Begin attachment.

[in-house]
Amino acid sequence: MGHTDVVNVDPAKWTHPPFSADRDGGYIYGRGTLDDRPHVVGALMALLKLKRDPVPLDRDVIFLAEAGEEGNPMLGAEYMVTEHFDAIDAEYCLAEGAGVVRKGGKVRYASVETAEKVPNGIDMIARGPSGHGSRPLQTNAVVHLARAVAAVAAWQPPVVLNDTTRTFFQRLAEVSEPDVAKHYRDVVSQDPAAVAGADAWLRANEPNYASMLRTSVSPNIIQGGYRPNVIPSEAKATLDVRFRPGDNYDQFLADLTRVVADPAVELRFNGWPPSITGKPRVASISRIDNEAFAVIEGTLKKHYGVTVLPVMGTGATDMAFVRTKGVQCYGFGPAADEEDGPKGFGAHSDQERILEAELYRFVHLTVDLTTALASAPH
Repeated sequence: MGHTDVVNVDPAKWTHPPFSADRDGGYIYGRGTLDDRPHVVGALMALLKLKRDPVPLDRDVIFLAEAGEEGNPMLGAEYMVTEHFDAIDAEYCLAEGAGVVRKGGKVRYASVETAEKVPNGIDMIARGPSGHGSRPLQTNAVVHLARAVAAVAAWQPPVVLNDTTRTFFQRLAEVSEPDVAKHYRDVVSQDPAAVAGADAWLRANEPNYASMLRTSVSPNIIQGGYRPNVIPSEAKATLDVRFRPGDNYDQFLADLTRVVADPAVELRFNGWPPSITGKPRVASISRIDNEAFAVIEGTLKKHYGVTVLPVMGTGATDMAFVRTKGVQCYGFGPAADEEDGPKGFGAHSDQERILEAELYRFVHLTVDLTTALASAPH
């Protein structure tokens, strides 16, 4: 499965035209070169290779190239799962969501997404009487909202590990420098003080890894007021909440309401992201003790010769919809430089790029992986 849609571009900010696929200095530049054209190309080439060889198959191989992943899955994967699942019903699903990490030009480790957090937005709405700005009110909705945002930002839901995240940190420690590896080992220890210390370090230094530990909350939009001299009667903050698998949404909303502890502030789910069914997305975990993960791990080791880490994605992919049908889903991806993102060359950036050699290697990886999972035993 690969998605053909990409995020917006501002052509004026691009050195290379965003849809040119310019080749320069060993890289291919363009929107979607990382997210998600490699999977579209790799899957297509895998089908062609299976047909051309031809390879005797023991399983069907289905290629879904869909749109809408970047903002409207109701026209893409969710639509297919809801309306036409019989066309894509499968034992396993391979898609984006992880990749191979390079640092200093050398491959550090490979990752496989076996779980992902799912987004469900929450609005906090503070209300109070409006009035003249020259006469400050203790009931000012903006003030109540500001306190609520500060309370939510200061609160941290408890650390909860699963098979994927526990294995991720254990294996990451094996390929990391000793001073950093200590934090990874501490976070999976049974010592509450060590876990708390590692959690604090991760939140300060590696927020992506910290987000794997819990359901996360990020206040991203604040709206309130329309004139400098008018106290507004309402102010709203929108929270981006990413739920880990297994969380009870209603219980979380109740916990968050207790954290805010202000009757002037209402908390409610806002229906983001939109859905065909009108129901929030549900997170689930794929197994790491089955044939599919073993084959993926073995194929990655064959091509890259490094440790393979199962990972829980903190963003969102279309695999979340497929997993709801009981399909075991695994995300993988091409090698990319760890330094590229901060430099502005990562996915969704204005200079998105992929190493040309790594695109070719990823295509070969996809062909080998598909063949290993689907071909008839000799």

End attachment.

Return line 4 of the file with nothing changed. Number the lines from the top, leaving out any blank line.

């Protein structure tokens, strides 16, 4: 499965035209070169290779190239799962969501997404009487909202590990420098003080890894007021909440309401992201003790010769919809430089790029992986 849609571009900010696929200095530049054209190309080439060889198959191989992943899955994967699942019903699903990490030009480790957090937005709405700005009110909705945002930002839901995240940190420690590896080992220890210390370090230094530990909350939009001299009667903050698998949404909303502890502030789910069914997305975990993960791990080791880490994605992919049908889903991806993102060359950036050699290697990886999972035993 690969998605053909990409995020917006501002052509004026691009050195290379965003849809040119310019080749320069060993890289291919363009929107979607990382997210998600490699999977579209790799899957297509895998089908062609299976047909051309031809390879005797023991399983069907289905290629879904869909749109809408970047903002409207109701026209893409969710639509297919809801309306036409019989066309894509499968034992396993391979898609984006992880990749191979390079640092200093050398491959550090490979990752496989076996779980992902799912987004469900929450609005906090503070209300109070409006009035003249020259006469400050203790009931000012903006003030109540500001306190609520500060309370939510200061609160941290408890650390909860699963098979994927526990294995991720254990294996990451094996390929990391000793001073950093200590934090990874501490976070999976049974010592509450060590876990708390590692959690604090991760939140300060590696927020992506910290987000794997819990359901996360990020206040991203604040709206309130329309004139400098008018106290507004309402102010709203929108929270981006990413739920880990297994969380009870209603219980979380109740916990968050207790954290805010202000009757002037209402908390409610806002229906983001939109859905065909009108129901929030549900997170689930794929197994790491089955044939599919073993084959993926073995194929990655064959091509890259490094440790393979199962990972829980903190963003969102279309695999979340497929997993709801009981399909075991695994995300993988091409090698990319760890330094590229901060430099502005990562996915969704204005200079998105992929190493040309790594695109070719990823295509070969996809062909080998598909063949290993689907071909008839000799």